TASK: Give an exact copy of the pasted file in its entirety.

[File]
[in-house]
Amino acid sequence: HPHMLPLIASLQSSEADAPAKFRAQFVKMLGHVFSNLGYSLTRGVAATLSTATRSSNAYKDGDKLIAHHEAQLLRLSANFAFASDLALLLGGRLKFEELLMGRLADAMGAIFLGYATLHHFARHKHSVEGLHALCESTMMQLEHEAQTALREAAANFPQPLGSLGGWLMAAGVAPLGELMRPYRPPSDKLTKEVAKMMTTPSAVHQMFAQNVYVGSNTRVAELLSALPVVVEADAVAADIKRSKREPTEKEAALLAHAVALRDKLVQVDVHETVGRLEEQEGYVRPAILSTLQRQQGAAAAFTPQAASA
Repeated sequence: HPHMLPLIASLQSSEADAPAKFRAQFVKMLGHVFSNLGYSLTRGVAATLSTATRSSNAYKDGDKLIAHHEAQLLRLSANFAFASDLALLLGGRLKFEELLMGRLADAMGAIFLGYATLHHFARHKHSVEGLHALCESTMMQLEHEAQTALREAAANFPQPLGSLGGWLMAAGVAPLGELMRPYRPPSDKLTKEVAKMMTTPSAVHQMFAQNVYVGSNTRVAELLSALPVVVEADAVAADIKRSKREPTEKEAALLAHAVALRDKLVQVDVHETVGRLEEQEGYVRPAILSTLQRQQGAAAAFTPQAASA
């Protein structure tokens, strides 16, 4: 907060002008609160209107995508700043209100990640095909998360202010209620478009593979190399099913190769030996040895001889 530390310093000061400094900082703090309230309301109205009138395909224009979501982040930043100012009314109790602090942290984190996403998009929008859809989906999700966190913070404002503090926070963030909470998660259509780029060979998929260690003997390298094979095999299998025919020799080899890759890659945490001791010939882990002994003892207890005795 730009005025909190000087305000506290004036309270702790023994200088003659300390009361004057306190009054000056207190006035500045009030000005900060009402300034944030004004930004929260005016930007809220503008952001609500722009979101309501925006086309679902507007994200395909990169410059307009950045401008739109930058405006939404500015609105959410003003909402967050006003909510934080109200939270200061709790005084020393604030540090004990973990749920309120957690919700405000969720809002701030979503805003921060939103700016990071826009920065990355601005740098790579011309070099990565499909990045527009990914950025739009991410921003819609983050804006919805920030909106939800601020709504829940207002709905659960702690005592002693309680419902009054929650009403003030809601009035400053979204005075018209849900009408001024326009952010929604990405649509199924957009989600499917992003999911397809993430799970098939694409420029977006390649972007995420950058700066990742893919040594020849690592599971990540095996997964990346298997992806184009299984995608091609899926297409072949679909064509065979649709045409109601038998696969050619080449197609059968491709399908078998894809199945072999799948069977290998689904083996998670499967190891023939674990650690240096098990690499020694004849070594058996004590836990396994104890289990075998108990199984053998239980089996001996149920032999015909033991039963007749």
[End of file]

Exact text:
[in-house]
Amino acid sequence: HPHMLPLIASLQSSEADAPAKFRAQFVKMLGHVFSNLGYSLTRGVAATLSTATRSSNAYKDGDKLIAHHEAQLLRLSANFAFASDLALLLGGRLKFEELLMGRLADAMGAIFLGYATLHHFARHKHSVEGLHALCESTMMQLEHEAQTALREAAANFPQPLGSLGGWLMAAGVAPLGELMRPYRPPSDKLTKEVAKMMTTPSAVHQMFAQNVYVGSNTRVAELLSALPVVVEADAVAADIKRSKREPTEKEAALLAHAVALRDKLVQVDVHETVGRLEEQEGYVRPAILSTLQRQQGAAAAFTPQAASA
Repeated sequence: HPHMLPLIASLQSSEADAPAKFRAQFVKMLGHVFSNLGYSLTRGVAATLSTATRSSNAYKDGDKLIAHHEAQLLRLSANFAFASDLALLLGGRLKFEELLMGRLADAMGAIFLGYATLHHFARHKHSVEGLHALCESTMMQLEHEAQTALREAAANFPQPLGSLGGWLMAAGVAPLGELMRPYRPPSDKLTKEVAKMMTTPSAVHQMFAQNVYVGSNTRVAELLSALPVVVEADAVAADIKRSKREPTEKEAALLAHAVALRDKLVQVDVHETVGRLEEQEGYVRPAILSTLQRQQGAAAAFTPQAASA
């Protein structure tokens, strides 16, 4: 907060002008609160209107995508700043209100990640095909998360202010209620478009593979190399099913190769030996040895001889 530390310093000061400094900082703090309230309301109205009138395909224009979501982040930043100012009314109790602090942290984190996403998009929008859809989906999700966190913070404002503090926070963030909470998660259509780029060979998929260690003997390298094979095999299998025919020799080899890759890659945490001791010939882990002994003892207890005795 730009005025909190000087305000506290004036309270702790023994200088003659300390009361004057306190009054000056207190006035500045009030000005900060009402300034944030004004930004929260005016930007809220503008952001609500722009979101309501925006086309679902507007994200395909990169410059307009950045401008739109930058405006939404500015609105959410003003909402967050006003909510934080109200939270200061709790005084020393604030540090004990973990749920309120957690919700405000969720809002701030979503805003921060939103700016990071826009920065990355601005740098790579011309070099990565499909990045527009990914950025739009991410921003819609983050804006919805920030909106939800601020709504829940207002709905659960702690005592002693309680419902009054929650009403003030809601009035400053979204005075018209849900009408001024326009952010929604990405649509199924957009989600499917992003999911397809993430799970098939694409420029977006390649972007995420950058700066990742893919040594020849690592599971990540095996997964990346298997992806184009299984995608091609899926297409072949679909064509065979649709045409109601038998696969050619080449197609059968491709399908078998894809199945072999799948069977290998689904083996998670499967190891023939674990650690240096098990690499020694004849070594058996004590836990396994104890289990075998108990199984053998239980089996001996149920032999015909033991039963007749």